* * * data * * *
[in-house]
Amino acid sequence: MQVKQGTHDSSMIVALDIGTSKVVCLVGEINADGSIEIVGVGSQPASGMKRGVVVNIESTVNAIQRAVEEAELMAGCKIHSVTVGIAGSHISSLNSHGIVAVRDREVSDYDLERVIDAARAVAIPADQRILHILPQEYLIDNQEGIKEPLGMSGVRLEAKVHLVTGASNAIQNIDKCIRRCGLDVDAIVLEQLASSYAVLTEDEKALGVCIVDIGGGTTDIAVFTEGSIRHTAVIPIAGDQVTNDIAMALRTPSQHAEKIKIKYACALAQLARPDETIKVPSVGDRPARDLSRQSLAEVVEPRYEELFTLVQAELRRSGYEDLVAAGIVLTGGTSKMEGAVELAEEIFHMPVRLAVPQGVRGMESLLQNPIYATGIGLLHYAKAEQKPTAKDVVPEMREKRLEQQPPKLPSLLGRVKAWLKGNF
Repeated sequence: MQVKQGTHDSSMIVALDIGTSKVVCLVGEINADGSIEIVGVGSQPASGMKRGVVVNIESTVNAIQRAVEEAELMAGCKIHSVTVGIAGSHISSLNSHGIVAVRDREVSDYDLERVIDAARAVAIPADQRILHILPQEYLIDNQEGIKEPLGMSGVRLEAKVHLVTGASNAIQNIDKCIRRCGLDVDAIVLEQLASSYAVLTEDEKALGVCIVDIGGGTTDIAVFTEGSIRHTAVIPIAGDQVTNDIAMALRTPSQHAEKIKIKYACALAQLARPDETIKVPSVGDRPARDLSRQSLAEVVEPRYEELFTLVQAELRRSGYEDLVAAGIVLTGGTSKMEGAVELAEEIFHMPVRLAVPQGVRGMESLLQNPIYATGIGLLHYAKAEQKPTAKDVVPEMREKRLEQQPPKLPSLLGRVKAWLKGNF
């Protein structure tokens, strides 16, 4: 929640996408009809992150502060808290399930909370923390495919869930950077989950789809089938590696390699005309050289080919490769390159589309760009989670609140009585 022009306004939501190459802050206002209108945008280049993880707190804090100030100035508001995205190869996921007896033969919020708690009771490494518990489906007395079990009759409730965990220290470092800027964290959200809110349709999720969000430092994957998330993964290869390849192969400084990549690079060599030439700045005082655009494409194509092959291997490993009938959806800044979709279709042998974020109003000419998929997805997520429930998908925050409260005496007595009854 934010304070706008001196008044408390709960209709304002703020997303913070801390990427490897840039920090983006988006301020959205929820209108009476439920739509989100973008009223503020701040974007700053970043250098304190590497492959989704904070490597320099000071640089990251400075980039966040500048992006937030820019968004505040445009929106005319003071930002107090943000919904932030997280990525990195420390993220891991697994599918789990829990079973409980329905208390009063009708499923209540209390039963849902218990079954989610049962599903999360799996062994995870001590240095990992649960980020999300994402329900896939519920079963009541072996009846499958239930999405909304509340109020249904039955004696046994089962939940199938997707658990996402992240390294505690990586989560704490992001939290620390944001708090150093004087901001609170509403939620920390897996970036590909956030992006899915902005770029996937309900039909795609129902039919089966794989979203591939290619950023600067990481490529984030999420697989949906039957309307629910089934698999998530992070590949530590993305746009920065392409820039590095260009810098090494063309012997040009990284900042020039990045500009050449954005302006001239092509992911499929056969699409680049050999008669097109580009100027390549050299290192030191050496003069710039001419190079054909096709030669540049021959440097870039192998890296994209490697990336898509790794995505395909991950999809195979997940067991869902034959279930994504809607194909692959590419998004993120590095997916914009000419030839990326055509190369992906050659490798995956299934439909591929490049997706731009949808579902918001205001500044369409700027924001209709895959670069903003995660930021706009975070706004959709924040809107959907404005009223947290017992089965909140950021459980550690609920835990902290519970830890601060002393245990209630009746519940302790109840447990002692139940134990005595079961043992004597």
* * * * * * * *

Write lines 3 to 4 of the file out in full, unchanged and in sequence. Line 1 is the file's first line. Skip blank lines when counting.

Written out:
Repeated sequence: MQVKQGTHDSSMIVALDIGTSKVVCLVGEINADGSIEIVGVGSQPASGMKRGVVVNIESTVNAIQRAVEEAELMAGCKIHSVTVGIAGSHISSLNSHGIVAVRDREVSDYDLERVIDAARAVAIPADQRILHILPQEYLIDNQEGIKEPLGMSGVRLEAKVHLVTGASNAIQNIDKCIRRCGLDVDAIVLEQLASSYAVLTEDEKALGVCIVDIGGGTTDIAVFTEGSIRHTAVIPIAGDQVTNDIAMALRTPSQHAEKIKIKYACALAQLARPDETIKVPSVGDRPARDLSRQSLAEVVEPRYEELFTLVQAELRRSGYEDLVAAGIVLTGGTSKMEGAVELAEEIFHMPVRLAVPQGVRGMESLLQNPIYATGIGLLHYAKAEQKPTAKDVVPEMREKRLEQQPPKLPSLLGRVKAWLKGNF
């Protein structure tokens, strides 16, 4: 929640996408009809992150502060808290399930909370923390495919869930950077989950789809089938590696390699005309050289080919490769390159589309760009989670609140009585 022009306004939501190459802050206002209108945008280049993880707190804090100030100035508001995205190869996921007896033969919020708690009771490494518990489906007395079990009759409730965990220290470092800027964290959200809110349709999720969000430092994957998330993964290869390849192969400084990549690079060599030439700045005082655009494409194509092959291997490993009938959806800044979709279709042998974020109003000419998929997805997520429930998908925050409260005496007595009854 934010304070706008001196008044408390709960209709304002703020997303913070801390990427490897840039920090983006988006301020959205929820209108009476439920739509989100973008009223503020701040974007700053970043250098304190590497492959989704904070490597320099000071640089990251400075980039966040500048992006937030820019968004505040445009929106005319003071930002107090943000919904932030997280990525990195420390993220891991697994599918789990829990079973409980329905208390009063009708499923209540209390039963849902218990079954989610049962599903999360799996062994995870001590240095990992649960980020999300994402329900896939519920079963009541072996009846499958239930999405909304509340109020249904039955004696046994089962939940199938997707658990996402992240390294505690990586989560704490992001939290620390944001708090150093004087901001609170509403939620920390897996970036590909956030992006899915902005770029996937309900039909795609129902039919089966794989979203591939290619950023600067990481490529984030999420697989949906039957309307629910089934698999998530992070590949530590993305746009920065392409820039590095260009810098090494063309012997040009990284900042020039990045500009050449954005302006001239092509992911499929056969699409680049050999008669097109580009100027390549050299290192030191050496003069710039001419190079054909096709030669540049021959440097870039192998890296994209490697990336898509790794995505395909991950999809195979997940067991869902034959279930994504809607194909692959590419998004993120590095997916914009000419030839990326055509190369992906050659490798995956299934439909591929490049997706731009949808579902918001205001500044369409700027924001209709895959670069903003995660930021706009975070706004959709924040809107959907404005009223947290017992089965909140950021459980550690609920835990902290519970830890601060002393245990209630009746519940302790109840447990002692139940134990005595079961043992004597």